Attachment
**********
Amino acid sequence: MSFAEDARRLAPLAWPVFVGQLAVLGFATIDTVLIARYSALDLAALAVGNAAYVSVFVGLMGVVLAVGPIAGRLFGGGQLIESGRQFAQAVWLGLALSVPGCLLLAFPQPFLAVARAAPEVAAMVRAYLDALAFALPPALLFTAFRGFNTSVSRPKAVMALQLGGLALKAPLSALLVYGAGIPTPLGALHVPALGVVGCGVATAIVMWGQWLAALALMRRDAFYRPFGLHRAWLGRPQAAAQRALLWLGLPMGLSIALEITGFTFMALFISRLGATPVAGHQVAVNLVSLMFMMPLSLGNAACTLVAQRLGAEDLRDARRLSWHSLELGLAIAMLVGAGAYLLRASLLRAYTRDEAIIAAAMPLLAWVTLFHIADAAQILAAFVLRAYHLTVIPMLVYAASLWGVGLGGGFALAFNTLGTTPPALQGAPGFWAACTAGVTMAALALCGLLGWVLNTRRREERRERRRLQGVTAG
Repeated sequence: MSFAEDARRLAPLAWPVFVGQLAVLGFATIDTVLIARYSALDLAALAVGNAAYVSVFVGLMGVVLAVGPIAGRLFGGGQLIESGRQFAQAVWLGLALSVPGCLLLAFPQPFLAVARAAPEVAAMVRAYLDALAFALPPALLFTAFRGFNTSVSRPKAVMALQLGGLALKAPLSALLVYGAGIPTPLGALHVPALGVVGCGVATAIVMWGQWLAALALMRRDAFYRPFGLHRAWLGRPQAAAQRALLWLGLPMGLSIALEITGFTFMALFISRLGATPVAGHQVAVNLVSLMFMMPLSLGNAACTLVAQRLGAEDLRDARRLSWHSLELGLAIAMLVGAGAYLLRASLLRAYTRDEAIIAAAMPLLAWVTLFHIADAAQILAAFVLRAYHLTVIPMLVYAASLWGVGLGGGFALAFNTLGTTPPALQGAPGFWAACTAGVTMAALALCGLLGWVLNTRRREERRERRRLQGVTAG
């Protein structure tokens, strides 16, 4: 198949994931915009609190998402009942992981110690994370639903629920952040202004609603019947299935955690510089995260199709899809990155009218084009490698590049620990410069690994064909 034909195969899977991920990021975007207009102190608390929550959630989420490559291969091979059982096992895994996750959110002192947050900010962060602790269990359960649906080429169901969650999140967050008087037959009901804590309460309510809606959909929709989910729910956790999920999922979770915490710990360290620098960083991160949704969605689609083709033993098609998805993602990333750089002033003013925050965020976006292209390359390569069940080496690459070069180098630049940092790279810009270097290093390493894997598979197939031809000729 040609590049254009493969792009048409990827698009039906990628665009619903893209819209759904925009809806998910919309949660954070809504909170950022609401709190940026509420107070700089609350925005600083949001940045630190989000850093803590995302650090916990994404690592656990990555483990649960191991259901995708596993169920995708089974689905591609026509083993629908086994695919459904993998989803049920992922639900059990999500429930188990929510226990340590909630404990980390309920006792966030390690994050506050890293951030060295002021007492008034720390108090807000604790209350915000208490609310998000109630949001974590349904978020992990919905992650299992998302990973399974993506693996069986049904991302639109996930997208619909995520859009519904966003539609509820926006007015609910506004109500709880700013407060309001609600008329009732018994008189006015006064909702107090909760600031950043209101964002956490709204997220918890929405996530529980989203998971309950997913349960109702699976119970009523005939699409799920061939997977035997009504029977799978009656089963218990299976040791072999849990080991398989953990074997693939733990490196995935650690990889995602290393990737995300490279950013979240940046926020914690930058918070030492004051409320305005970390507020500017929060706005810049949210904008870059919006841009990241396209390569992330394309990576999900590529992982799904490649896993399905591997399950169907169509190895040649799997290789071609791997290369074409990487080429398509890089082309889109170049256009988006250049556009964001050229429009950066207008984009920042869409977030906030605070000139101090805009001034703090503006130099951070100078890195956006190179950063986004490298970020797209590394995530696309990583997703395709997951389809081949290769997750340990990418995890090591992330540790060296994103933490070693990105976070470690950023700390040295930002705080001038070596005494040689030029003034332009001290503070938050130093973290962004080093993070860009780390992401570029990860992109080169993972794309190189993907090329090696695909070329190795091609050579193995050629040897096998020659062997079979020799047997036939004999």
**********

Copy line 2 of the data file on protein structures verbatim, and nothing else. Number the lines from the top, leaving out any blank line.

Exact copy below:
Repeated sequence: MSFAEDARRLAPLAWPVFVGQLAVLGFATIDTVLIARYSALDLAALAVGNAAYVSVFVGLMGVVLAVGPIAGRLFGGGQLIESGRQFAQAVWLGLALSVPGCLLLAFPQPFLAVARAAPEVAAMVRAYLDALAFALPPALLFTAFRGFNTSVSRPKAVMALQLGGLALKAPLSALLVYGAGIPTPLGALHVPALGVVGCGVATAIVMWGQWLAALALMRRDAFYRPFGLHRAWLGRPQAAAQRALLWLGLPMGLSIALEITGFTFMALFISRLGATPVAGHQVAVNLVSLMFMMPLSLGNAACTLVAQRLGAEDLRDARRLSWHSLELGLAIAMLVGAGAYLLRASLLRAYTRDEAIIAAAMPLLAWVTLFHIADAAQILAAFVLRAYHLTVIPMLVYAASLWGVGLGGGFALAFNTLGTTPPALQGAPGFWAACTAGVTMAALALCGLLGWVLNTRRREERRERRRLQGVTAG